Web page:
Monday, February 22, 2010

Twitter and Customer Service

It seems more and more the case lately that if you want some help with a company, complain about it on Twitter. Why?

Because Twitter is so public, when you complain about a product or company EVERYBODY sees it. In comparison when you call tech support and get a douchebag that doesn't all you can do is complain to your mates. However on twitter, when you complain, the company is forced to react and react quickly.

One time at work we had major dramas getting support for Telstra Bigpond who were unable to give us any information regarding why a connection was down. Four seperate help desk people advised that it would be live in a few hours. But nothing. However soon after compaining about it on Twitter did bigpond contact us with a full report and our case escalated to a priority. The line this time was promptly fixed. And all communication was public and conducted over Twitter (minus account information of course).

Another example, read below as the blogger Jason explains his experience with DELL.

Another example is of the comedian Kevin Smith when he was ejected from a plane because of an apparent "Safety Issue" soon reported the issue over twitter and he was soon apologised to. (Read the full story here and be sure to check out his podcast.)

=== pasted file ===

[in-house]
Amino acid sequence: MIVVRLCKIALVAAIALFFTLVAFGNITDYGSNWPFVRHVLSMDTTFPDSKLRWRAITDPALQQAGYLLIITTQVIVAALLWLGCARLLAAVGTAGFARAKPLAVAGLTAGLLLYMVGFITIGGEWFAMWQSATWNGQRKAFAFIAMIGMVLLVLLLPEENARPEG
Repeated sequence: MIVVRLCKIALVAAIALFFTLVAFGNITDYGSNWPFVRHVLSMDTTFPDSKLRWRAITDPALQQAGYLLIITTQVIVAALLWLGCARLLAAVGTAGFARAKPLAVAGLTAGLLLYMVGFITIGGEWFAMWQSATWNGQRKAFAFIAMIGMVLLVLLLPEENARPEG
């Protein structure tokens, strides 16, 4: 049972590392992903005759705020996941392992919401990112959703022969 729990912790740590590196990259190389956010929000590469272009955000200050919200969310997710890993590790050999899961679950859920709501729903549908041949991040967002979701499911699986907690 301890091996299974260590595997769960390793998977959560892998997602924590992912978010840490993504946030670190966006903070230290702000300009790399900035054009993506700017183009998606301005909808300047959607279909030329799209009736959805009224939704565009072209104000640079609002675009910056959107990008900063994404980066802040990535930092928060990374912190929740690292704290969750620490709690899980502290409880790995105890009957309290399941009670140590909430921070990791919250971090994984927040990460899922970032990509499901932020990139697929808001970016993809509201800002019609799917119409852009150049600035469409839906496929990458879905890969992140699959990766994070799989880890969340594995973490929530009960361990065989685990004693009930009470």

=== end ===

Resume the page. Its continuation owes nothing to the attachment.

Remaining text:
So note in future, if you want prompt attention from a company, make it public with Twitter,

After posting
a couple years back about a bad customer service story with Dell, I felt it was
important to also write about a good experience I’ve recently had. Blogs are
often criticised for simply being a platform to complain, I’d like to disprove
that theory now.


Around a year and a half ago I purchased 2x 27” monitors. Recently I’d
noticed one of them began flickering. This was more pronounced with a white, or
light application background. Using different connections didn’t help, dropping
back to a single input didn’t help, neither did grabbing the latest drivers from
Nvidia.


Out of options I needed support. Dell support. Using the power of social
networking I posted the following tweet.


@MartyAtDell - one of my Dell 2709Ws are starting to flicker. Seems worse on a white screen. Any suggestions ?
To which I received the following
response.


@techAU please DM me your order and/or service tag number and contact details, and i will alert our care team.


I sent off the service tag, my name and email address. A couple of hours
later I received a call from Dell support. I ran him through the situation, a
couple of minutes later, he said, “we’re going to replace it”. 3 days later I
had my replacement monitor. I place the broken monitor back in the box, and send
it back to Dell, all shipping paid for.


It’s been one of my most pleasant experiences with customer service I’ve ever
had. Does this mean that they’ll get it right 100% of the time ? No of course
not, what it does show, is that Dell are paying attention to what customers are
saying. One of the best examples of a business using social media to help their
customers. If you have a problem with a Dell product, consider using twitter. "

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